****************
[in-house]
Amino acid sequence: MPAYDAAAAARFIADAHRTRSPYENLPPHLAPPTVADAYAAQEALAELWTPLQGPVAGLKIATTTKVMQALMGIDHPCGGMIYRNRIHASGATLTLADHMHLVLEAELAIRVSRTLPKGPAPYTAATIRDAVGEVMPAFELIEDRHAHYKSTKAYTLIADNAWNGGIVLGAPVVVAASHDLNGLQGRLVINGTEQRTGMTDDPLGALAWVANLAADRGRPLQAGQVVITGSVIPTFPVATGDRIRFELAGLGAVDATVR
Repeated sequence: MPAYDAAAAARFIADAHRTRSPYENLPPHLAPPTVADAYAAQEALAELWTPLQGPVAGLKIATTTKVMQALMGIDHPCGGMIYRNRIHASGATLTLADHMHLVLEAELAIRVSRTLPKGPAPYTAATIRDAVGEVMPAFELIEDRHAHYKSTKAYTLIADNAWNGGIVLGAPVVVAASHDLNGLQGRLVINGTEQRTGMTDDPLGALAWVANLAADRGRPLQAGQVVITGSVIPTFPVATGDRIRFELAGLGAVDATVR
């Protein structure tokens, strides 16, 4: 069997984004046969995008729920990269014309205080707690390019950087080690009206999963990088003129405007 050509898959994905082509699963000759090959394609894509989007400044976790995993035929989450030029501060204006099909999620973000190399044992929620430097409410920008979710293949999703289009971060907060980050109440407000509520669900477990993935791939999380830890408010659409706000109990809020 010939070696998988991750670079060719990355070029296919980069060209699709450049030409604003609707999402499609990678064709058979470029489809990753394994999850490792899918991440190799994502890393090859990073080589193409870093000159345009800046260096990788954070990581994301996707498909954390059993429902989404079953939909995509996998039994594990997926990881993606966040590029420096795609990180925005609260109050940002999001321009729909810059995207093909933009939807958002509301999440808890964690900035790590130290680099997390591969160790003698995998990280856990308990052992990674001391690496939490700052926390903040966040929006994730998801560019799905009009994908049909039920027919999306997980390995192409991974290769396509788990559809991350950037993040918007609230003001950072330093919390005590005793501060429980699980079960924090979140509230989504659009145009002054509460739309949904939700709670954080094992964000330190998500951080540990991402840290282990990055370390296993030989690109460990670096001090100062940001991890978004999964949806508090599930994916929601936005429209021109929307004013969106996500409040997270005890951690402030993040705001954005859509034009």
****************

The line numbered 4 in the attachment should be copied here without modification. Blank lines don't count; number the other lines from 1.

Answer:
């Protein structure tokens, strides 16, 4: 069997984004046969995008729920990269014309205080707690390019950087080690009206999963990088003129405007 050509898959994905082509699963000759090959394609894509989007400044976790995993035929989450030029501060204006099909999620973000190399044992929620430097409410920008979710293949999703289009971060907060980050109440407000509520669900477990993935791939999380830890408010659409706000109990809020 010939070696998988991750670079060719990355070029296919980069060209699709450049030409604003609707999402499609990678064709058979470029489809990753394994999850490792899918991440190799994502890393090859990073080589193409870093000159345009800046260096990788954070990581994301996707498909954390059993429902989404079953939909995509996998039994594990997926990881993606966040590029420096795609990180925005609260109050940002999001321009729909810059995207093909933009939807958002509301999440808890964690900035790590130290680099997390591969160790003698995998990280856990308990052992990674001391690496939490700052926390903040966040929006994730998801560019799905009009994908049909039920027919999306997980390995192409991974290769396509788990559809991350950037993040918007609230003001950072330093919390005590005793501060429980699980079960924090979140509230989504659009145009002054509460739309949904939700709670954080094992964000330190998500951080540990991402840290282990990055370390296993030989690109460990670096001090100062940001991890978004999964949806508090599930994916929601936005429209021109929307004013969106996500409040997270005890951690402030993040705001954005859509034009």